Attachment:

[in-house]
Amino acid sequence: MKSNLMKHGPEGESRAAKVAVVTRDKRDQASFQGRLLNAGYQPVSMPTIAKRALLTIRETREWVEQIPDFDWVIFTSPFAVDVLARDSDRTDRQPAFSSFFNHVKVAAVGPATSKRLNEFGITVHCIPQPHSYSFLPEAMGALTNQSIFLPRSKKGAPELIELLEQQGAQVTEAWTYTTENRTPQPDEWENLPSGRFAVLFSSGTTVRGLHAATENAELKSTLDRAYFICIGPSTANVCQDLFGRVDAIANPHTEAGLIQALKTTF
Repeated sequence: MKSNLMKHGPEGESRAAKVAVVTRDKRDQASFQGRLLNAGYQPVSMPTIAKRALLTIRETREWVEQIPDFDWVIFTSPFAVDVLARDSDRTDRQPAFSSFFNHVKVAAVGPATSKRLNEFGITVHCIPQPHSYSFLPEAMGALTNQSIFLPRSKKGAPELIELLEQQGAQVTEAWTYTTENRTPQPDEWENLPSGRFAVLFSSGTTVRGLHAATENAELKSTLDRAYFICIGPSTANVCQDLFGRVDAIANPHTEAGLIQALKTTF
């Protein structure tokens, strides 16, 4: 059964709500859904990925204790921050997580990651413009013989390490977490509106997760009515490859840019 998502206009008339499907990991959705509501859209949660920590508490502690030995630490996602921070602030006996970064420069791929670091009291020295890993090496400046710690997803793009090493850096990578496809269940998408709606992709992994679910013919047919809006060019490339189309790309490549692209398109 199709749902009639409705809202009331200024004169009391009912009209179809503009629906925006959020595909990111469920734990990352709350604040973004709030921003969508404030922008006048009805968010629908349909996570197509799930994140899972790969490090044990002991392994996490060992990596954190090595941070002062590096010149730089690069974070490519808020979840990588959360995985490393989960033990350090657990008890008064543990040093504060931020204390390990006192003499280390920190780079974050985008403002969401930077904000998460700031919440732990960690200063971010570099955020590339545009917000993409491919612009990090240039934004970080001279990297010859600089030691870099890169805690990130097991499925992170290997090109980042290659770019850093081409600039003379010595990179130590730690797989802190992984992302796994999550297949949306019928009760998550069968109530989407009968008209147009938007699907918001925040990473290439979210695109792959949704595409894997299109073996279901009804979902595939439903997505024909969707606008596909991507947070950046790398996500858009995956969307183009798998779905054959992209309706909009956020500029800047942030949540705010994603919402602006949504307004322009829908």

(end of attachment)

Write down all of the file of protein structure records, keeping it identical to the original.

[in-house]
Amino acid sequence: MKSNLMKHGPEGESRAAKVAVVTRDKRDQASFQGRLLNAGYQPVSMPTIAKRALLTIRETREWVEQIPDFDWVIFTSPFAVDVLARDSDRTDRQPAFSSFFNHVKVAAVGPATSKRLNEFGITVHCIPQPHSYSFLPEAMGALTNQSIFLPRSKKGAPELIELLEQQGAQVTEAWTYTTENRTPQPDEWENLPSGRFAVLFSSGTTVRGLHAATENAELKSTLDRAYFICIGPSTANVCQDLFGRVDAIANPHTEAGLIQALKTTF
Repeated sequence: MKSNLMKHGPEGESRAAKVAVVTRDKRDQASFQGRLLNAGYQPVSMPTIAKRALLTIRETREWVEQIPDFDWVIFTSPFAVDVLARDSDRTDRQPAFSSFFNHVKVAAVGPATSKRLNEFGITVHCIPQPHSYSFLPEAMGALTNQSIFLPRSKKGAPELIELLEQQGAQVTEAWTYTTENRTPQPDEWENLPSGRFAVLFSSGTTVRGLHAATENAELKSTLDRAYFICIGPSTANVCQDLFGRVDAIANPHTEAGLIQALKTTF
């Protein structure tokens, strides 16, 4: 059964709500859904990925204790921050997580990651413009013989390490977490509106997760009515490859840019 998502206009008339499907990991959705509501859209949660920590508490502690030995630490996602921070602030006996970064420069791929670091009291020295890993090496400046710690997803793009090493850096990578496809269940998408709606992709992994679910013919047919809006060019490339189309790309490549692209398109 199709749902009639409705809202009331200024004169009391009912009209179809503009629906925006959020595909990111469920734990990352709350604040973004709030921003969508404030922008006048009805968010629908349909996570197509799930994140899972790969490090044990002991392994996490060992990596954190090595941070002062590096010149730089690069974070490519808020979840990588959360995985490393989960033990350090657990008890008064543990040093504060931020204390390990006192003499280390920190780079974050985008403002969401930077904000998460700031919440732990960690200063971010570099955020590339545009917000993409491919612009990090240039934004970080001279990297010859600089030691870099890169805690990130097991499925992170290997090109980042290659770019850093081409600039003379010595990179130590730690797989802190992984992302796994999550297949949306019928009760998550069968109530989407009968008209147009938007699907918001925040990473290439979210695109792959949704595409894997299109073996279901009804979902595939439903997505024909969707606008596909991507947070950046790398996500858009995956969307183009798998779905054959992209309706909009956020500029800047942030949540705010994603919402602006949504307004322009829908």